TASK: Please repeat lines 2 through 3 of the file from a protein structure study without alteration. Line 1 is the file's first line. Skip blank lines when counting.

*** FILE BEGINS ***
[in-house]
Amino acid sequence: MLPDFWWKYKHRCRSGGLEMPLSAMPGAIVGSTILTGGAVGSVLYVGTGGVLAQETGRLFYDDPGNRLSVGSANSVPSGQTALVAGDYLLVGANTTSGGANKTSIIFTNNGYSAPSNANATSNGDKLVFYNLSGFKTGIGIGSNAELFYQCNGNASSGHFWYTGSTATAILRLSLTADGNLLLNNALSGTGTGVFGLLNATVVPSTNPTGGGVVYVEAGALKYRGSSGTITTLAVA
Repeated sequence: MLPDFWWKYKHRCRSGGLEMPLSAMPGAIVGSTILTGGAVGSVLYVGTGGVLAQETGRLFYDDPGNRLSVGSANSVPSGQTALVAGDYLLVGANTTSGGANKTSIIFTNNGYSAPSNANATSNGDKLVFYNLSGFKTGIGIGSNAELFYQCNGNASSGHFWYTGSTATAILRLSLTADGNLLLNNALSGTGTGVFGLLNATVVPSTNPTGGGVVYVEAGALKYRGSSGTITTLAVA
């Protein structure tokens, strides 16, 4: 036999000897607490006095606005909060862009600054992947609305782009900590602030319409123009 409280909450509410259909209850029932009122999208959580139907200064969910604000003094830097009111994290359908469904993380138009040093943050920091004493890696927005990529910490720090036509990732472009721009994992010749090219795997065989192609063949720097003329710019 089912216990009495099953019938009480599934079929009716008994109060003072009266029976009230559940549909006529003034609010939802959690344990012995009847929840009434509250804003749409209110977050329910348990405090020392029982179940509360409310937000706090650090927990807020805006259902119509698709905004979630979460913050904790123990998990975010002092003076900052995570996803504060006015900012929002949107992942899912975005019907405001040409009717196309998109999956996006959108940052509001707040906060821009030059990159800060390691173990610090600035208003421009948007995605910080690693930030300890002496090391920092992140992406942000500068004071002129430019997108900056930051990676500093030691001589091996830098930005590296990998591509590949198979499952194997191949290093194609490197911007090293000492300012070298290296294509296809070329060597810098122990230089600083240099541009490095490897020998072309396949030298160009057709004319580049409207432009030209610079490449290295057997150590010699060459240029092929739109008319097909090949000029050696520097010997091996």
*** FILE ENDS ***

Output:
Amino acid sequence: MLPDFWWKYKHRCRSGGLEMPLSAMPGAIVGSTILTGGAVGSVLYVGTGGVLAQETGRLFYDDPGNRLSVGSANSVPSGQTALVAGDYLLVGANTTSGGANKTSIIFTNNGYSAPSNANATSNGDKLVFYNLSGFKTGIGIGSNAELFYQCNGNASSGHFWYTGSTATAILRLSLTADGNLLLNNALSGTGTGVFGLLNATVVPSTNPTGGGVVYVEAGALKYRGSSGTITTLAVA
Repeated sequence: MLPDFWWKYKHRCRSGGLEMPLSAMPGAIVGSTILTGGAVGSVLYVGTGGVLAQETGRLFYDDPGNRLSVGSANSVPSGQTALVAGDYLLVGANTTSGGANKTSIIFTNNGYSAPSNANATSNGDKLVFYNLSGFKTGIGIGSNAELFYQCNGNASSGHFWYTGSTATAILRLSLTADGNLLLNNALSGTGTGVFGLLNATVVPSTNPTGGGVVYVEAGALKYRGSSGTITTLAVA